More money doesn't remove financial stress − budgeting does

Posted by Kevin Nielsen on Nov 30, 2016 9:09:49 AM

frightened-1172122_640.jpgSometimes when you find yourself in a hole, you really should stop digging. Even if shovel after shovel is being handed to you.

Financial stress comes from a lot of different causes, but getting rid of that stress is rarely accomplished by finding more money to throw at the problem.

The UBS Evidence Lab’s September survey found that 41 percent of households are financially stressed. 65 percent of lower income and 36 percent of middle income households were considered stressed. Those households were also showing rising credit card debt.

Those stressed households are more than twice as likely to default on unsecured loans and student loans, but the interesting part of their findings was how the higher income households viewed their predicament.

On average, 18 percent of households said they were likely to default on a loan in the next 12 months. Yet almost 50 percent of higher income households said they were likely to default. Of that group, around 80 percent said their expenses were higher than their income.

Let’s come up for air. No matter how much money you make, mismanaging it can have serious consequences. Almost 40 percent of higher income households have more expenses than they do income.

Now comes the surprising part. Households that were likely to default on a loan had plans to take on even more debt at a higher clip than households not likely to default.

  • 57 percent of likely defaulting households were planning on purchasing a home
  • 27 percent were likely going to buy a car
  • 14 percent were likely going to buy a motorcycle
  • 18 percent were likely going to buy an RV

This is a group where almost 80 percent are already spending more than they earn, and a fair amount of them earn a lot. Next they were asked what would be the cause of them defaulting on a loan payment.

The top four answers were:

  • Reduced income
  • Increased expenses, both normal and for medical reasons
  • Maxing out their credit limit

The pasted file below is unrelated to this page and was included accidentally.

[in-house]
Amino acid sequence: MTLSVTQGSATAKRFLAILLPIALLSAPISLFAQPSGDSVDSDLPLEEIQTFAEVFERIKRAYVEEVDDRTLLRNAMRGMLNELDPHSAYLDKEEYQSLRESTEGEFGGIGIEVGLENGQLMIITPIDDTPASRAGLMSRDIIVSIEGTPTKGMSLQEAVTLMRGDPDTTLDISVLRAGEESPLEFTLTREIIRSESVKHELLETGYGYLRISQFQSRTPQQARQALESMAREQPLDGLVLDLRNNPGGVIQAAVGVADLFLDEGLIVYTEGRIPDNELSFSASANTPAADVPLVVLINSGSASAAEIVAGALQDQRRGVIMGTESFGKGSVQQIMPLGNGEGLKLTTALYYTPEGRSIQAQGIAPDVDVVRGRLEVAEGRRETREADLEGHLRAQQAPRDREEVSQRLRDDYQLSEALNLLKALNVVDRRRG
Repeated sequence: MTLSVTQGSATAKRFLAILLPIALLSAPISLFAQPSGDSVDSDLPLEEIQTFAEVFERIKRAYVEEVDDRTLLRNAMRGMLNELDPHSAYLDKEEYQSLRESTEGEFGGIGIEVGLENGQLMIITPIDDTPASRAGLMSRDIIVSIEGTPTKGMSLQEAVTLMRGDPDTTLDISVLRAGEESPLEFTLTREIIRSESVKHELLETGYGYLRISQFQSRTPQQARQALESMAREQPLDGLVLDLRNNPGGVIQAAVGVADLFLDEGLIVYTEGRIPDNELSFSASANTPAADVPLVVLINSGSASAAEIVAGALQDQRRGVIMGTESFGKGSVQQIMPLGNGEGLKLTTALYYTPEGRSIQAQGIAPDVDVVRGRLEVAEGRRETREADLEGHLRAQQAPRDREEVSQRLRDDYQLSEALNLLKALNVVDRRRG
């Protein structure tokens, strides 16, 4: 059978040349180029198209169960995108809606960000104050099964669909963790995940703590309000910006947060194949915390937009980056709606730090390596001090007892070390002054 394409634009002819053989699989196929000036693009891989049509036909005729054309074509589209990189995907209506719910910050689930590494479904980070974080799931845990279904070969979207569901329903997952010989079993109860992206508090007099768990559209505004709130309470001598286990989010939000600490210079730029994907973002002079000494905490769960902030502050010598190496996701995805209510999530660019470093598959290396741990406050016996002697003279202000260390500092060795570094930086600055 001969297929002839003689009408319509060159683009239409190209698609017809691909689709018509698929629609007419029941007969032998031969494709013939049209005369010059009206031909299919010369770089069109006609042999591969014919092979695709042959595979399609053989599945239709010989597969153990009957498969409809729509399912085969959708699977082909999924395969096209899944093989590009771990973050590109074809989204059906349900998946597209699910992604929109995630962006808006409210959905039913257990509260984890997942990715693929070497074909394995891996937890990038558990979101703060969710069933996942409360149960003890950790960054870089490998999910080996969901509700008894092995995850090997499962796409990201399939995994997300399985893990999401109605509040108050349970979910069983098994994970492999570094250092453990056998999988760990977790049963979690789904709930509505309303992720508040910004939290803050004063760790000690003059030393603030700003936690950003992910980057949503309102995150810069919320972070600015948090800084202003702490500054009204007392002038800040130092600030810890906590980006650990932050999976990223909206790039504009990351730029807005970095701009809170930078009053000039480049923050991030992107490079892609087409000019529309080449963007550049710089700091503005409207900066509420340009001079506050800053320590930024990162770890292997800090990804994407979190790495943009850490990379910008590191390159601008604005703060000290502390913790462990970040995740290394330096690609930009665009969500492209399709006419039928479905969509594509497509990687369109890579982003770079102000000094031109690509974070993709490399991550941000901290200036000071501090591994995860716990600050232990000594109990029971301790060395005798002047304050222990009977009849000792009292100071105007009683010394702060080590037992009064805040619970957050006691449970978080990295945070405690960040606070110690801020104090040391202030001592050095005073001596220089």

Now I’m not crazy, but those seem like problems that can be taken care of with planning and a little bit of budgeting.

Save Money

Both reduced income and increased expenses can be covered by having an emergency fund and other savings that can replace a month or three of income. Finding space in your income to save 10 percent before you start doing other things can make building your savings simple as long as you can leave it alone.

Pay Off Credit Cards

If your credit balance is decreasing you won’t have to worry about bumping up against your credit limit and maxing out your cards. Granted, that is exactly what eventually happens when you’re spending more money than you’re bringing in.

Take a look at what you owe and create a plan to pay it off as quickly as you can to save on interest.

Track Purchases

This is one of the many ways you can make sure you aren’t spending money on things you don’t need. Five dollars here and seven dollars there still adds up to $12. If you didn’t really need to spend that $12 you could have put it to good use elsewhere.

Keeping tabs on your spending will help prompt you to ask yourself those questions that lead to making little changes in how and where you spend money.

Be Responsible

Here’s where the hole and the shovel come back into play. If you find yourself in a hole and are thinking that buying another car, motorcycle or RV is the answer -- it isn’t. If you think you’re at risk for defaulting on a loan payment in the next 12 months then get started creating some plan to get your finances right side up.

Fill in your hole and get back on solid ground financially with Mvelopes. You can create, track, compare and adjust your budget as often as you like with all your accounts in one place.

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Topics: Budget